). Note: all page numbers and citation info for the quotes below refer to the W.W. Norton & Company, Inc. edition of Doctor Faustus published in 2005.
Prologue Quotes

...Till, swollen with cunning, of a self-conceit,
His waxen wings did mount above his reach,
And melting heavens conspired his overthrow.
For falling to a devilish exercise,
And glutted more with learning's golden gifts,
He surfeits upon cursed necromancy. (20-25)

Related Characters: Chorus (speaker), Doctor Faustus
Page Number: Pro.20-25
Explanation and Analysis:

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Scene 1 Quotes

Why then belike we must sin,
And so consequently die.
Ay, we must die an everlasting death.
What doctrine call you this? Che sara, sara
What will be, shall be! Divinity, adieu!
These metaphysics of magicians,
And necromantic books are heavenly! (44-50)

Related Characters: Doctor Faustus (speaker)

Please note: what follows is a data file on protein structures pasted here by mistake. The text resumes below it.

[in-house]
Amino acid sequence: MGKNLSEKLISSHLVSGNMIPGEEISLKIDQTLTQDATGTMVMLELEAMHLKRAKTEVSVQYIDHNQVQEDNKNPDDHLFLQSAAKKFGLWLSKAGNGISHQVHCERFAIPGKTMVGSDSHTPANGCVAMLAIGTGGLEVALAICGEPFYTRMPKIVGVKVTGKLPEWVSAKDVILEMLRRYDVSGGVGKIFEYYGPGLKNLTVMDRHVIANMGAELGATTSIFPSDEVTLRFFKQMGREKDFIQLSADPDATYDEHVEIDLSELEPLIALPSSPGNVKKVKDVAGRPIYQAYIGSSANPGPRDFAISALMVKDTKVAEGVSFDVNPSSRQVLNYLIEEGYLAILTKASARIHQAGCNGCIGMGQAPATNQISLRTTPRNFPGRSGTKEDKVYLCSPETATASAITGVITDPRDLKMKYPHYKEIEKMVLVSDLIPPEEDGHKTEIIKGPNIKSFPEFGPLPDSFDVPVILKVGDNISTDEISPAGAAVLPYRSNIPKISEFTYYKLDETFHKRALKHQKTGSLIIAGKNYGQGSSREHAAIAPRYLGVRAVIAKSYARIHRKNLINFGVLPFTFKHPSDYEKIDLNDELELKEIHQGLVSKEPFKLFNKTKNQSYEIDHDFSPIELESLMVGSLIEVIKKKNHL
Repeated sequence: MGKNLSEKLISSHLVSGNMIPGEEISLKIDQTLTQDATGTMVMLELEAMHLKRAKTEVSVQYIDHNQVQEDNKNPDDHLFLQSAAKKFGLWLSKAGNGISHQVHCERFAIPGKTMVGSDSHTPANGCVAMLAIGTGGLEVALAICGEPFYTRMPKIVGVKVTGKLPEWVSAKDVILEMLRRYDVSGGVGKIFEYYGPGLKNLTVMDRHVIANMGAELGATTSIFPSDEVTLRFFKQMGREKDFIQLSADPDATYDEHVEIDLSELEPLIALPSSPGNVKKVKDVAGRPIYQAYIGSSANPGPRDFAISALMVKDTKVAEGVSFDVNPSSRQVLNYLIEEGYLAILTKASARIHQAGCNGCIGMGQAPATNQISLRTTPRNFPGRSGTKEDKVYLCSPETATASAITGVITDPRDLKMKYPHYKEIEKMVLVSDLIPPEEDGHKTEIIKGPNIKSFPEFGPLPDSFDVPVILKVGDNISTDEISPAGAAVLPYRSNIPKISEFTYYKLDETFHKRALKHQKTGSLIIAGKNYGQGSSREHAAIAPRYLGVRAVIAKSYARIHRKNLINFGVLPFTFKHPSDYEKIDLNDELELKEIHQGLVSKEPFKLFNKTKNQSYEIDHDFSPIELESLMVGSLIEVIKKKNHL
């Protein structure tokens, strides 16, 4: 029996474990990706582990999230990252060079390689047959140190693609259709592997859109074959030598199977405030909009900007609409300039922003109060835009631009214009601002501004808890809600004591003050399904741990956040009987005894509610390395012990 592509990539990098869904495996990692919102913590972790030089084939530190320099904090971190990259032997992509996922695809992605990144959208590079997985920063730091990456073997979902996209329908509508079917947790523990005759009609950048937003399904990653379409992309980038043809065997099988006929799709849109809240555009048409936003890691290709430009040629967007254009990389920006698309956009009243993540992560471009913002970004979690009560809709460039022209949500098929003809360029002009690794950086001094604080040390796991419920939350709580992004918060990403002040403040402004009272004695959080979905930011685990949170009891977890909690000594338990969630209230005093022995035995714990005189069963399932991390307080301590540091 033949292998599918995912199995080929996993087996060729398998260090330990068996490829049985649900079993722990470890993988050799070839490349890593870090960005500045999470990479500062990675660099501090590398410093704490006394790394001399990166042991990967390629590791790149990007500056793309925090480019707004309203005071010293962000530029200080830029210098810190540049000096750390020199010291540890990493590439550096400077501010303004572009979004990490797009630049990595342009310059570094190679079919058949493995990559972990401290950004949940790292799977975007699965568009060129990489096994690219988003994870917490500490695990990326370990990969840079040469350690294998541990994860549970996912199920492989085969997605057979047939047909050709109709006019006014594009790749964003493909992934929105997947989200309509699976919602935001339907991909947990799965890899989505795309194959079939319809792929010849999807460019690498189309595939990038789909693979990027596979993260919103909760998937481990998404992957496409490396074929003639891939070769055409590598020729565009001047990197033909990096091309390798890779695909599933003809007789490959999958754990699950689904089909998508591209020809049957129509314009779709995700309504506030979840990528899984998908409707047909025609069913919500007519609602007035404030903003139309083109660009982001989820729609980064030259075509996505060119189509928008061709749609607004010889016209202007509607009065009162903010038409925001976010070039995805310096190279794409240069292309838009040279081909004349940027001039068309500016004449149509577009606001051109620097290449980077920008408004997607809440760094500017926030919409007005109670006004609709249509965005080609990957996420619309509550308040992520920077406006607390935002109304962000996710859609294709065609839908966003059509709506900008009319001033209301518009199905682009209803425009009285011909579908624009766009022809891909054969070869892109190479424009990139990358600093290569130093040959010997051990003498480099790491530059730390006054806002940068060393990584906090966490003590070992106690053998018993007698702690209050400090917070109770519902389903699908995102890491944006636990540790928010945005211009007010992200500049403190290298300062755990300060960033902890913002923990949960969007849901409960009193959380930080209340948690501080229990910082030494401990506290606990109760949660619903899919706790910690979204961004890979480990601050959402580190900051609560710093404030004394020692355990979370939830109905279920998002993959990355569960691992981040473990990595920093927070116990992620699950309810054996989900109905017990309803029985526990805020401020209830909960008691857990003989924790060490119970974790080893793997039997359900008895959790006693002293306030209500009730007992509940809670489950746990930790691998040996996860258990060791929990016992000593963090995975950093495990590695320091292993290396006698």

Page Number: 1.1.45-50
Explanation and Analysis:

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O Faustus, lay that damned book aside,
And gaze not on it, lest it tempt thy soul,
And heap God's heavy wrath upon thy head. (70-72)

Related Characters: Good Angel and Evil Angel (speaker), Doctor Faustus
Related Symbols: The Good and Evil Angels
Page Number: 1.1.70-72
Explanation and Analysis:

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How am I glutted with conceit of this!
Shall I make spirits fetch me what I please,
Resolve me of all ambiguities,
Perform what desperate enterprise I will?
I'll have them fly to India for gold,
Ransack the ocean for orient pearl,
And search all corners of the new-found world
For pleasant fruits and princely delicates. (78-85)